Normal heart rates for sleeping or sedate dogs in our ICU are 40-80 BPM. If the heart rate in a sleeping or sedate dog is trending upwards or exceeds 120 BPM, we embark on investigations into cause and treat wherever possible. In some, heart rates between 120-140 represent a physiologically appropriate and successful response to increase oxygen demands driven by systemic inflammation or the neuroendocrine response to injury (especially after major surgery). Heart rates > 140 BPM in sedate/sleeping dogs universally indicate serious problems and must be investigated and treated aggressively. Occasionally it is due to efforts at thermoregulation (shivering) and responds to warming. Common pathological causes in our patients include hypovolemia, hypoxemia, anemia, low total vascular resistance from severe sepsis/septic shock, pulmonary hypertension (ARDS, PTE), and intestinal ischemia (mesenteric or portal vein thrombosis).
Similar relationships between heart rate and pathology do not exist in cats, and some relatively healthy cats maintain heart rates > 240 BPM over their entire hospitalization. Observation of trends up or down is more useful in this species than relying on absolute values. The most worrisome finding in sick cats is a heart rate that falls below 160 BPM, a finding common to septic shock and heart failure.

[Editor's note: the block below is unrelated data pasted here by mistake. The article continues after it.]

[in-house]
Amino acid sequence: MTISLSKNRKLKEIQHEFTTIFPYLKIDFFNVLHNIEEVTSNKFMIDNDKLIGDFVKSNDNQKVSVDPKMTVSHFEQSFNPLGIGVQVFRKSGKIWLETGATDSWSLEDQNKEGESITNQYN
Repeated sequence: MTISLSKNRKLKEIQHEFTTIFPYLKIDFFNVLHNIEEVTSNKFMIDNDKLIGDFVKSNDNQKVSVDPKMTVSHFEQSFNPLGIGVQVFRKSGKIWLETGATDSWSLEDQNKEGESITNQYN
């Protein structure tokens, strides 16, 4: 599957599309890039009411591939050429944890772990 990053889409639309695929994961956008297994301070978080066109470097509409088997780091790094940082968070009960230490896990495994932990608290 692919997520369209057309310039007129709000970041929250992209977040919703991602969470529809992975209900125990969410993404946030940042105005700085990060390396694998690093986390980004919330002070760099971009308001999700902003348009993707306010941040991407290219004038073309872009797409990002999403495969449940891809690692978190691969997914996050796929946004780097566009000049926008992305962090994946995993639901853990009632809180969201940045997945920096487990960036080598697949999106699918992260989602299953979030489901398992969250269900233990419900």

True hypovolemia is ruled out (and treated) by observing the response to a fluid challenge with replacement fluid or colloid; 10-20 ml/kg of replacement fluid (5-10 of colloid) administered RAPIDLY (< 3 minutes) will reliably reduce heart rate in hypovolemic animals with compensatory tachycardia. Equivocal responses should be evaluated further by monitoring the response in central venous pressure to repeated challenges. If the response is favorable, it may be repeated until further improvement is not seen. If one was wrong and there is no response, the dose is small enough to not provoke major complications with edema.